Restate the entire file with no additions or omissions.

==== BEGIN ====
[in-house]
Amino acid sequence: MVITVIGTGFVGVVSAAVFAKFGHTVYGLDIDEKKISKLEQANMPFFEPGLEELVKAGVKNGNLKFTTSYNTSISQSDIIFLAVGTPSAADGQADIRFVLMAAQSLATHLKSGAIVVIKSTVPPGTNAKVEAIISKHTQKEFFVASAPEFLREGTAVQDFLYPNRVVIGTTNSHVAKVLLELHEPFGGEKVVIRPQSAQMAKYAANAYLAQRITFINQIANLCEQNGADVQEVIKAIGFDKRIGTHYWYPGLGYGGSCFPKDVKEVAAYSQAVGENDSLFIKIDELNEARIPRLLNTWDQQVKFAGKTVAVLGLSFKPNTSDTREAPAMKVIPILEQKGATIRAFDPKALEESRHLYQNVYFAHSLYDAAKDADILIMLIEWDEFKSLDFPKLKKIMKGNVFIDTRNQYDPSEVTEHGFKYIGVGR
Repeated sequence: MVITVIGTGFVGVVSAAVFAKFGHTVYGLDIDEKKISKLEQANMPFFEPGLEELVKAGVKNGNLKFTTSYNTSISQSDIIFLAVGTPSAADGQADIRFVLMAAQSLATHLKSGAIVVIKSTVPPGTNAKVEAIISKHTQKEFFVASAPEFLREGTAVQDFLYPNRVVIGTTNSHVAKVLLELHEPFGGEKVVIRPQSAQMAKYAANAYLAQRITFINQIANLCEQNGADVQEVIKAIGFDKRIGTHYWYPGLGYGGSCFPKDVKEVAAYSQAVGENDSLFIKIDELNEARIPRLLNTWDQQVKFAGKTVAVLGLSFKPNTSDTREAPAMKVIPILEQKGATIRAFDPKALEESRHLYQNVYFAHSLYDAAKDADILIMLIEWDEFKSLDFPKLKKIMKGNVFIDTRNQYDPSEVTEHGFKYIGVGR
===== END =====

[in-house]
Amino acid sequence: MVITVIGTGFVGVVSAAVFAKFGHTVYGLDIDEKKISKLEQANMPFFEPGLEELVKAGVKNGNLKFTTSYNTSISQSDIIFLAVGTPSAADGQADIRFVLMAAQSLATHLKSGAIVVIKSTVPPGTNAKVEAIISKHTQKEFFVASAPEFLREGTAVQDFLYPNRVVIGTTNSHVAKVLLELHEPFGGEKVVIRPQSAQMAKYAANAYLAQRITFINQIANLCEQNGADVQEVIKAIGFDKRIGTHYWYPGLGYGGSCFPKDVKEVAAYSQAVGENDSLFIKIDELNEARIPRLLNTWDQQVKFAGKTVAVLGLSFKPNTSDTREAPAMKVIPILEQKGATIRAFDPKALEESRHLYQNVYFAHSLYDAAKDADILIMLIEWDEFKSLDFPKLKKIMKGNVFIDTRNQYDPSEVTEHGFKYIGVGR
Repeated sequence: MVITVIGTGFVGVVSAAVFAKFGHTVYGLDIDEKKISKLEQANMPFFEPGLEELVKAGVKNGNLKFTTSYNTSISQSDIIFLAVGTPSAADGQADIRFVLMAAQSLATHLKSGAIVVIKSTVPPGTNAKVEAIISKHTQKEFFVASAPEFLREGTAVQDFLYPNRVVIGTTNSHVAKVLLELHEPFGGEKVVIRPQSAQMAKYAANAYLAQRITFINQIANLCEQNGADVQEVIKAIGFDKRIGTHYWYPGLGYGGSCFPKDVKEVAAYSQAVGENDSLFIKIDELNEARIPRLLNTWDQQVKFAGKTVAVLGLSFKPNTSDTREAPAMKVIPILEQKGATIRAFDPKALEESRHLYQNVYFAHSLYDAAKDADILIMLIEWDEFKSLDFPKLKKIMKGNVFIDTRNQYDPSEVTEHGFKYIGVGR